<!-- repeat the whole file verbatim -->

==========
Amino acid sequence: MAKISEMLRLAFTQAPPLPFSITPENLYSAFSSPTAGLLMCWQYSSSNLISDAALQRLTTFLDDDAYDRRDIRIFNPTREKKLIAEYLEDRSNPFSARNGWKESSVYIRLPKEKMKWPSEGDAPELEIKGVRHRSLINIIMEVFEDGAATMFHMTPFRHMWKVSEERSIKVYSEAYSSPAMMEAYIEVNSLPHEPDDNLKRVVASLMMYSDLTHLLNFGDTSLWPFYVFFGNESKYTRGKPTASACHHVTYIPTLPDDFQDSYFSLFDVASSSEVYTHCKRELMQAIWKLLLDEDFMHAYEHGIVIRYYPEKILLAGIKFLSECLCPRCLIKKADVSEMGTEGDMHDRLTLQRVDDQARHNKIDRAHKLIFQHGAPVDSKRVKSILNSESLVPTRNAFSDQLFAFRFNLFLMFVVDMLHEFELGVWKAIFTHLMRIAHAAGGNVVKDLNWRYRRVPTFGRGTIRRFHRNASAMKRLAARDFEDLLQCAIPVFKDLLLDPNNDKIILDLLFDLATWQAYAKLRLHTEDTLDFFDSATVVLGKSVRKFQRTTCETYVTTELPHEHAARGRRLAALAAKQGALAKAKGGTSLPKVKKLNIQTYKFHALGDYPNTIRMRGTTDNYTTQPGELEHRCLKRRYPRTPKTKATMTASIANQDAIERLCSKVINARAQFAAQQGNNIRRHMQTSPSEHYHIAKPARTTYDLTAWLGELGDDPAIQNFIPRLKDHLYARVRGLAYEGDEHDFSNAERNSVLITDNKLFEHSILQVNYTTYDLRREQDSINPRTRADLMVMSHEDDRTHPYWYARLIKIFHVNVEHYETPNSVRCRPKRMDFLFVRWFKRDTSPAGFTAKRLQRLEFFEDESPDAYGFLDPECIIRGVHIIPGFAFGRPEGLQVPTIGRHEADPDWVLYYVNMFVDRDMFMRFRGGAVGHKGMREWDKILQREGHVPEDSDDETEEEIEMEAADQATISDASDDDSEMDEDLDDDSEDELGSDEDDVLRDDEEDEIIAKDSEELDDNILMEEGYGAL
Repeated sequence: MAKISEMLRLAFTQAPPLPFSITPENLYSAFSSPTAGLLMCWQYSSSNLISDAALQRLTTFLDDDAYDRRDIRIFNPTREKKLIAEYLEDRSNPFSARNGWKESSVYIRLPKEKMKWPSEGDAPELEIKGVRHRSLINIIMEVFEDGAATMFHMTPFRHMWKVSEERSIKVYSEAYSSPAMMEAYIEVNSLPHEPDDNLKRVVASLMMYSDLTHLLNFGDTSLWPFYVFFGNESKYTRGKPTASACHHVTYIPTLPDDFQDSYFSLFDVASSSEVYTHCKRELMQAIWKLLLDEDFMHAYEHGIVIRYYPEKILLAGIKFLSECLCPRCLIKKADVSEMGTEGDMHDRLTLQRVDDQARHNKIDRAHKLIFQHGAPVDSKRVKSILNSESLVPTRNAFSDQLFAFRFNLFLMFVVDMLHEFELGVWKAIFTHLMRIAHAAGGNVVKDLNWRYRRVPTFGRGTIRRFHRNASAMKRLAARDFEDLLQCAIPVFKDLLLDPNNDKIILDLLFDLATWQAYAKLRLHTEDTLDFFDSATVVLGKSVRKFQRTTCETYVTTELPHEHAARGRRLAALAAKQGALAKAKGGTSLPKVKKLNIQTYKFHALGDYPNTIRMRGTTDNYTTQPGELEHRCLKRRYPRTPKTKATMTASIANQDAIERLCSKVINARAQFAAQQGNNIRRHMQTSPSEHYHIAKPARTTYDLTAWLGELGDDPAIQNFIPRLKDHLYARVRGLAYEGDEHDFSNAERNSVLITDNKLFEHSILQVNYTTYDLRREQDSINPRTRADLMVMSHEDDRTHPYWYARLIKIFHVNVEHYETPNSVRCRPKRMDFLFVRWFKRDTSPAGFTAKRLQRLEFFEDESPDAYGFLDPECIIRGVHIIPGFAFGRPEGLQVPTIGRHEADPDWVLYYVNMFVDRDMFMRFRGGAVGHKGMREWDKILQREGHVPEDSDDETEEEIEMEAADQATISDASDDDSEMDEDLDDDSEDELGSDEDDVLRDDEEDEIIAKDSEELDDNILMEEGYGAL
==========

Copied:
Amino acid sequence: MAKISEMLRLAFTQAPPLPFSITPENLYSAFSSPTAGLLMCWQYSSSNLISDAALQRLTTFLDDDAYDRRDIRIFNPTREKKLIAEYLEDRSNPFSARNGWKESSVYIRLPKEKMKWPSEGDAPELEIKGVRHRSLINIIMEVFEDGAATMFHMTPFRHMWKVSEERSIKVYSEAYSSPAMMEAYIEVNSLPHEPDDNLKRVVASLMMYSDLTHLLNFGDTSLWPFYVFFGNESKYTRGKPTASACHHVTYIPTLPDDFQDSYFSLFDVASSSEVYTHCKRELMQAIWKLLLDEDFMHAYEHGIVIRYYPEKILLAGIKFLSECLCPRCLIKKADVSEMGTEGDMHDRLTLQRVDDQARHNKIDRAHKLIFQHGAPVDSKRVKSILNSESLVPTRNAFSDQLFAFRFNLFLMFVVDMLHEFELGVWKAIFTHLMRIAHAAGGNVVKDLNWRYRRVPTFGRGTIRRFHRNASAMKRLAARDFEDLLQCAIPVFKDLLLDPNNDKIILDLLFDLATWQAYAKLRLHTEDTLDFFDSATVVLGKSVRKFQRTTCETYVTTELPHEHAARGRRLAALAAKQGALAKAKGGTSLPKVKKLNIQTYKFHALGDYPNTIRMRGTTDNYTTQPGELEHRCLKRRYPRTPKTKATMTASIANQDAIERLCSKVINARAQFAAQQGNNIRRHMQTSPSEHYHIAKPARTTYDLTAWLGELGDDPAIQNFIPRLKDHLYARVRGLAYEGDEHDFSNAERNSVLITDNKLFEHSILQVNYTTYDLRREQDSINPRTRADLMVMSHEDDRTHPYWYARLIKIFHVNVEHYETPNSVRCRPKRMDFLFVRWFKRDTSPAGFTAKRLQRLEFFEDESPDAYGFLDPECIIRGVHIIPGFAFGRPEGLQVPTIGRHEADPDWVLYYVNMFVDRDMFMRFRGGAVGHKGMREWDKILQREGHVPEDSDDETEEEIEMEAADQATISDASDDDSEMDEDLDDDSEDELGSDEDDVLRDDEEDEIIAKDSEELDDNILMEEGYGAL
Repeated sequence: MAKISEMLRLAFTQAPPLPFSITPENLYSAFSSPTAGLLMCWQYSSSNLISDAALQRLTTFLDDDAYDRRDIRIFNPTREKKLIAEYLEDRSNPFSARNGWKESSVYIRLPKEKMKWPSEGDAPELEIKGVRHRSLINIIMEVFEDGAATMFHMTPFRHMWKVSEERSIKVYSEAYSSPAMMEAYIEVNSLPHEPDDNLKRVVASLMMYSDLTHLLNFGDTSLWPFYVFFGNESKYTRGKPTASACHHVTYIPTLPDDFQDSYFSLFDVASSSEVYTHCKRELMQAIWKLLLDEDFMHAYEHGIVIRYYPEKILLAGIKFLSECLCPRCLIKKADVSEMGTEGDMHDRLTLQRVDDQARHNKIDRAHKLIFQHGAPVDSKRVKSILNSESLVPTRNAFSDQLFAFRFNLFLMFVVDMLHEFELGVWKAIFTHLMRIAHAAGGNVVKDLNWRYRRVPTFGRGTIRRFHRNASAMKRLAARDFEDLLQCAIPVFKDLLLDPNNDKIILDLLFDLATWQAYAKLRLHTEDTLDFFDSATVVLGKSVRKFQRTTCETYVTTELPHEHAARGRRLAALAAKQGALAKAKGGTSLPKVKKLNIQTYKFHALGDYPNTIRMRGTTDNYTTQPGELEHRCLKRRYPRTPKTKATMTASIANQDAIERLCSKVINARAQFAAQQGNNIRRHMQTSPSEHYHIAKPARTTYDLTAWLGELGDDPAIQNFIPRLKDHLYARVRGLAYEGDEHDFSNAERNSVLITDNKLFEHSILQVNYTTYDLRREQDSINPRTRADLMVMSHEDDRTHPYWYARLIKIFHVNVEHYETPNSVRCRPKRMDFLFVRWFKRDTSPAGFTAKRLQRLEFFEDESPDAYGFLDPECIIRGVHIIPGFAFGRPEGLQVPTIGRHEADPDWVLYYVNMFVDRDMFMRFRGGAVGHKGMREWDKILQREGHVPEDSDDETEEEIEMEAADQATISDASDDDSEMDEDLDDDSEDELGSDEDDVLRDDEEDEIIAKDSEELDDNILMEEGYGAL